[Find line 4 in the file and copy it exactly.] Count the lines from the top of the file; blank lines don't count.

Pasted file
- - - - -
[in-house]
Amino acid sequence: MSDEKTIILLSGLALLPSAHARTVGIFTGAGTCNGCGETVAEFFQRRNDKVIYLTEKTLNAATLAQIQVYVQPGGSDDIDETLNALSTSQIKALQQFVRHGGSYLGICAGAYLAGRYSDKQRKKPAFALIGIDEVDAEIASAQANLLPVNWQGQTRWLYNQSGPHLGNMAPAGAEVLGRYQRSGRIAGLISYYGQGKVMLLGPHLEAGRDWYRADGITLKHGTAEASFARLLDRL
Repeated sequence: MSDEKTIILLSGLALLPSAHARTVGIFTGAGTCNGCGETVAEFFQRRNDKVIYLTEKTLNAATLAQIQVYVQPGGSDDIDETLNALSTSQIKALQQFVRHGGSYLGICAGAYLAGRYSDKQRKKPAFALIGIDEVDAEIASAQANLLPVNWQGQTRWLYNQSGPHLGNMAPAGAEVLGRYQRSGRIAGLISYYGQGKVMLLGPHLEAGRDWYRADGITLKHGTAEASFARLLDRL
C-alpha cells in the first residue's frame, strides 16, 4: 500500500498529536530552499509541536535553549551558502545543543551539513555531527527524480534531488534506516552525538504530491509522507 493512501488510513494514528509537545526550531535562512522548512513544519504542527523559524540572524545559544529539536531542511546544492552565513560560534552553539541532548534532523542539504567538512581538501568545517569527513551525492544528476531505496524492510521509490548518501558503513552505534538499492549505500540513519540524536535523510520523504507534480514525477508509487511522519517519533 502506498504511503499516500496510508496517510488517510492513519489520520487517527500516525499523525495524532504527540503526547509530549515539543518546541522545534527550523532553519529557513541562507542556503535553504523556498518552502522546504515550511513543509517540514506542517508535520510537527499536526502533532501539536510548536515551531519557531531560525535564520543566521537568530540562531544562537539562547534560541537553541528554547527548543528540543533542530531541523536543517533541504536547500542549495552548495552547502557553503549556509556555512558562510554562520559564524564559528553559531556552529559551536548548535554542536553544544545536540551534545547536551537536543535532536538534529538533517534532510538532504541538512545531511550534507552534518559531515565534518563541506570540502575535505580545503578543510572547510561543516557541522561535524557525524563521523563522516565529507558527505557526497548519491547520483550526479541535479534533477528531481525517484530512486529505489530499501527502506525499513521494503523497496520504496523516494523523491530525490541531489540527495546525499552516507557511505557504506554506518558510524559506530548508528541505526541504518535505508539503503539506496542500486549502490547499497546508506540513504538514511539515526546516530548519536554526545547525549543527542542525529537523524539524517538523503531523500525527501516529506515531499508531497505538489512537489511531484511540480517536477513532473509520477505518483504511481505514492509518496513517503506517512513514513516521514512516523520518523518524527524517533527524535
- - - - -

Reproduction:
C-alpha cells in the first residue's frame, strides 16, 4: 500500500498529536530552499509541536535553549551558502545543543551539513555531527527524480534531488534506516552525538504530491509522507 493512501488510513494514528509537545526550531535562512522548512513544519504542527523559524540572524545559544529539536531542511546544492552565513560560534552553539541532548534532523542539504567538512581538501568545517569527513551525492544528476531505496524492510521509490548518501558503513552505534538499492549505500540513519540524536535523510520523504507534480514525477508509487511522519517519533 502506498504511503499516500496510508496517510488517510492513519489520520487517527500516525499523525495524532504527540503526547509530549515539543518546541522545534527550523532553519529557513541562507542556503535553504523556498518552502522546504515550511513543509517540514506542517508535520510537527499536526502533532501539536510548536515551531519557531531560525535564520543566521537568530540562531544562537539562547534560541537553541528554547527548543528540543533542530531541523536543517533541504536547500542549495552548495552547502557553503549556509556555512558562510554562520559564524564559528553559531556552529559551536548548535554542536553544544545536540551534545547536551537536543535532536538534529538533517534532510538532504541538512545531511550534507552534518559531515565534518563541506570540502575535505580545503578543510572547510561543516557541522561535524557525524563521523563522516565529507558527505557526497548519491547520483550526479541535479534533477528531481525517484530512486529505489530499501527502506525499513521494503523497496520504496523516494523523491530525490541531489540527495546525499552516507557511505557504506554506518558510524559506530548508528541505526541504518535505508539503503539506496542500486549502490547499497546508506540513504538514511539515526546516530548519536554526545547525549543527542542525529537523524539524517538523503531523500525527501516529506515531499508531497505538489512537489511531484511540480517536477513532473509520477505518483504511481505514492509518496513517503506517512513514513516521514512516523520518523518524527524517533527524535